Listen to this episode learn:
- why in many cultures a groom must pay a brideprice to the bride’s family
- why in many others the bride’s family must pay a dowry to the groom
- why in many modern societies we don’t do either, and
- why in some modern cultures dowry prices just keep going up.
Much of my information on the rationale behind brideprice and dowry comes from “The Economics of Dowry and Brideprice” by Siwan Anderson. The same author has a paper on “Why Dowry Payments Have Declined with Modernization in Europe But Are Rising in India.” This last is the one with the equations for calculating how much a groom is worth. Some of the customs regarding dowry payments came from A History of the Wife by Marilyn Yalom.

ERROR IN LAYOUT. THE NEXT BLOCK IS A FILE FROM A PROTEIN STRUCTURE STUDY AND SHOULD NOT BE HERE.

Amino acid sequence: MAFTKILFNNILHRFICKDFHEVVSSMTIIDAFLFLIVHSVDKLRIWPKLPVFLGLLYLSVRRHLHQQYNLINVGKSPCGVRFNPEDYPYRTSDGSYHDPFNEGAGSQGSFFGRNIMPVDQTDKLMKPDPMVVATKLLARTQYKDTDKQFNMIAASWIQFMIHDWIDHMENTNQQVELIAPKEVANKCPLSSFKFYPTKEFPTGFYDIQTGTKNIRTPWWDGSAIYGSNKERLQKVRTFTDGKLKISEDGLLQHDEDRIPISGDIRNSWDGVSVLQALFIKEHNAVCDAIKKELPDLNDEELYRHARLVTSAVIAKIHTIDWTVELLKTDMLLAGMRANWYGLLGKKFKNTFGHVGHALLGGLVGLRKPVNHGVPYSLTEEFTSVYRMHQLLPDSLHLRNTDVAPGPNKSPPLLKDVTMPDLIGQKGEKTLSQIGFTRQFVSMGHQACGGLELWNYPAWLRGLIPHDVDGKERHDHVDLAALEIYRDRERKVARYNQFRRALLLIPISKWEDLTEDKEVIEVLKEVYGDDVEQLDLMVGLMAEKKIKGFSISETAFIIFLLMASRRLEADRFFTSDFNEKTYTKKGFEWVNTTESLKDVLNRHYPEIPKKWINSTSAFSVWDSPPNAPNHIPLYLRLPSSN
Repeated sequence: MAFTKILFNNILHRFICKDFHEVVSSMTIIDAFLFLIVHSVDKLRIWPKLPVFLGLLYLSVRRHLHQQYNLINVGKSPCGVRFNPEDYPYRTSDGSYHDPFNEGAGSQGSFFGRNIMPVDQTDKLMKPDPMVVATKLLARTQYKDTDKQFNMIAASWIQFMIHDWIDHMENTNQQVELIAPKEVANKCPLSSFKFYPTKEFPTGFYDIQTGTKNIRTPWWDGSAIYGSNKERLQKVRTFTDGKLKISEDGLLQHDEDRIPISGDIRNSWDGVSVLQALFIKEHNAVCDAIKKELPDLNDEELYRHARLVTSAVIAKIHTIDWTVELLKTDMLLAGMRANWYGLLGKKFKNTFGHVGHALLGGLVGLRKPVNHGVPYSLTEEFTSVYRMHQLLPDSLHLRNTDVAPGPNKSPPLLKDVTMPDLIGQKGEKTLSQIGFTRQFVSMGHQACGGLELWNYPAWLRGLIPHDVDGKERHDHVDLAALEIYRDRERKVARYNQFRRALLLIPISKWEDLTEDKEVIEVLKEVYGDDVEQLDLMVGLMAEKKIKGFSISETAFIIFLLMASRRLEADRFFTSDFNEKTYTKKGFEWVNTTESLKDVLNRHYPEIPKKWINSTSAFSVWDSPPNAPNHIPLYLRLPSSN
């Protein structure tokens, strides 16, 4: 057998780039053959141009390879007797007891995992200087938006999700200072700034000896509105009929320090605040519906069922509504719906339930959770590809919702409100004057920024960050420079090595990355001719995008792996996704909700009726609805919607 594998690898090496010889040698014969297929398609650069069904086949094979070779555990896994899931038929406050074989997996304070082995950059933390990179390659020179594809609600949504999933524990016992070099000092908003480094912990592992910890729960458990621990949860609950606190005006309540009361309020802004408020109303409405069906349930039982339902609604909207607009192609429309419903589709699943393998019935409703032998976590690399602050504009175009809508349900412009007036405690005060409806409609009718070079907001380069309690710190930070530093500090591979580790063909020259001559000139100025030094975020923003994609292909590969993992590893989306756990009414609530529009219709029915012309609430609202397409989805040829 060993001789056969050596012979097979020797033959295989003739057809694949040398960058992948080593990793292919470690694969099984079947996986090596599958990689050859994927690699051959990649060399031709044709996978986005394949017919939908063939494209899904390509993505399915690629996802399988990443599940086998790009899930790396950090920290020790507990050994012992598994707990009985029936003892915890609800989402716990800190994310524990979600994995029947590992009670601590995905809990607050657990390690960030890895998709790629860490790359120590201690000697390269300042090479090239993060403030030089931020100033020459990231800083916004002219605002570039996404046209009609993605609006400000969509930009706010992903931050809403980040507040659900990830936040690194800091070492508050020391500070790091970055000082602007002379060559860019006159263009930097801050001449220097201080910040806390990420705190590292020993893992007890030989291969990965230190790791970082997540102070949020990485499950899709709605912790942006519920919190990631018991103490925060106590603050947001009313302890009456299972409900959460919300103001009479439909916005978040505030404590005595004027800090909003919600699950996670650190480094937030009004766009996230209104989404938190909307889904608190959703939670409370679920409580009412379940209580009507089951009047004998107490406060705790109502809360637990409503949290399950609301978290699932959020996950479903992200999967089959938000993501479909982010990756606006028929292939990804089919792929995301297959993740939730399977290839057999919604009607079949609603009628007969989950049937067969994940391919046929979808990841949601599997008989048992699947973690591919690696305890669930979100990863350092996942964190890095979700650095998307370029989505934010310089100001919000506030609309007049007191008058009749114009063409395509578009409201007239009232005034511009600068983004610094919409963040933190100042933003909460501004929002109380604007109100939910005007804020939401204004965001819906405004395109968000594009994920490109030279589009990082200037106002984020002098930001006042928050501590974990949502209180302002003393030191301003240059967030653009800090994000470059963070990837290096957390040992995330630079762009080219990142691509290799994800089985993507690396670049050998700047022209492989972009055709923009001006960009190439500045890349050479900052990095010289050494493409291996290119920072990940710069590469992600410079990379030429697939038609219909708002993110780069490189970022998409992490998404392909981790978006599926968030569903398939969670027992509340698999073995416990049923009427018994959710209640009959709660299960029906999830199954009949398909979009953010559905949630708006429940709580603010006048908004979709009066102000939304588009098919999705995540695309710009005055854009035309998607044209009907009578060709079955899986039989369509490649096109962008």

The Code of Hammurabi has plenty to say on the subject of dowries. I used this translation. Plato’s words of wisdom on the subject can be read here. (That was sarcasm.)
And here are a few other JSTOR articles I used:
- Harrell, Stevan, and Sara A. Dickey. “Dowry Systems in Complex Societies.” Ethnology 24, no. 2 (1985): 105-20. Accessed June 3, 2021. doi:10.2307/3773553.
- Testart, Alain. “Reconstructing Social and Cultural Evolution: The Case of Dowry in the Indo-European Area.” Current Anthropology 54, no. 1 (2013): 23-50. Accessed June 5, 2021. doi:10.1086/668679.
- Wayne Ingalls. “Demography and Dowries: Perspectives on Female Infanticide in Classical Greece.” Phoenix 56, no. 3/4 (2002): 246-54. Accessed June 3, 2021. doi:10.2307/1192599.
Feature image by wal_172619 from Pixabay